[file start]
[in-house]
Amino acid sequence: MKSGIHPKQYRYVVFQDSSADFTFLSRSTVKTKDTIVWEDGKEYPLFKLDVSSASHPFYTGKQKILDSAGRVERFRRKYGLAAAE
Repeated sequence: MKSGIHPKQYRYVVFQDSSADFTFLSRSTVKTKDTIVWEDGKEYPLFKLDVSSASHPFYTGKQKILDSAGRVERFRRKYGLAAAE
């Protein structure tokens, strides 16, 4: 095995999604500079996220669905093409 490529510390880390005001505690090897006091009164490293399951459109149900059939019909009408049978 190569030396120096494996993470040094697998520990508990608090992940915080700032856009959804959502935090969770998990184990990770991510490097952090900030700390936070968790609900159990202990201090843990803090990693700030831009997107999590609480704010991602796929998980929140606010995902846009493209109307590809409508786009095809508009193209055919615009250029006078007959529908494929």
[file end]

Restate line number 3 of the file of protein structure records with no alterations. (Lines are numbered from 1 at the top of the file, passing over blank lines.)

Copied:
Repeated sequence: MKSGIHPKQYRYVVFQDSSADFTFLSRSTVKTKDTIVWEDGKEYPLFKLDVSSASHPFYTGKQKILDSAGRVERFRRKYGLAAAE